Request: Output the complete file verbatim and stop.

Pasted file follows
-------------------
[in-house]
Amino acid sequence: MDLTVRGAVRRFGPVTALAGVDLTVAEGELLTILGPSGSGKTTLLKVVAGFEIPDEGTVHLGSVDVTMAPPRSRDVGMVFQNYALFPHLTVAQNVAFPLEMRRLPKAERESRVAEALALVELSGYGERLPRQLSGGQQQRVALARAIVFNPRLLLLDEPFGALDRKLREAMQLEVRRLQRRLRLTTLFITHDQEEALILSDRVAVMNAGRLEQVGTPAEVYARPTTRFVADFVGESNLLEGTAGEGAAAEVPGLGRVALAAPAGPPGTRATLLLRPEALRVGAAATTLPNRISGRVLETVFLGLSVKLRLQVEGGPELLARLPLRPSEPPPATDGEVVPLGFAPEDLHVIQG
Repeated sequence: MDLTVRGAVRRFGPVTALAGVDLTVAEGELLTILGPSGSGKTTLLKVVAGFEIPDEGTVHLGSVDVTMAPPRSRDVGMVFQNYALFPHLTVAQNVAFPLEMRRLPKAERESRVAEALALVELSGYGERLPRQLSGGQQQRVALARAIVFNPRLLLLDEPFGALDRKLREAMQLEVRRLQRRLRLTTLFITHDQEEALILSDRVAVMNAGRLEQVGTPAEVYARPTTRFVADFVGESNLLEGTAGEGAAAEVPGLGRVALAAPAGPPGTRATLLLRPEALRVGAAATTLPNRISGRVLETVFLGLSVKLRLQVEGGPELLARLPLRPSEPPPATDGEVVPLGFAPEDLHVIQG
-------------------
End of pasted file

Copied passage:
[in-house]
Amino acid sequence: MDLTVRGAVRRFGPVTALAGVDLTVAEGELLTILGPSGSGKTTLLKVVAGFEIPDEGTVHLGSVDVTMAPPRSRDVGMVFQNYALFPHLTVAQNVAFPLEMRRLPKAERESRVAEALALVELSGYGERLPRQLSGGQQQRVALARAIVFNPRLLLLDEPFGALDRKLREAMQLEVRRLQRRLRLTTLFITHDQEEALILSDRVAVMNAGRLEQVGTPAEVYARPTTRFVADFVGESNLLEGTAGEGAAAEVPGLGRVALAAPAGPPGTRATLLLRPEALRVGAAATTLPNRISGRVLETVFLGLSVKLRLQVEGGPELLARLPLRPSEPPPATDGEVVPLGFAPEDLHVIQG
Repeated sequence: MDLTVRGAVRRFGPVTALAGVDLTVAEGELLTILGPSGSGKTTLLKVVAGFEIPDEGTVHLGSVDVTMAPPRSRDVGMVFQNYALFPHLTVAQNVAFPLEMRRLPKAERESRVAEALALVELSGYGERLPRQLSGGQQQRVALARAIVFNPRLLLLDEPFGALDRKLREAMQLEVRRLQRRLRLTTLFITHDQEEALILSDRVAVMNAGRLEQVGTPAEVYARPTTRFVADFVGESNLLEGTAGEGAAAEVPGLGRVALAAPAGPPGTRATLLLRPEALRVGAAATTLPNRISGRVLETVFLGLSVKLRLQVEGGPELLARLPLRPSEPPPATDGEVVPLGFAPEDLHVIQG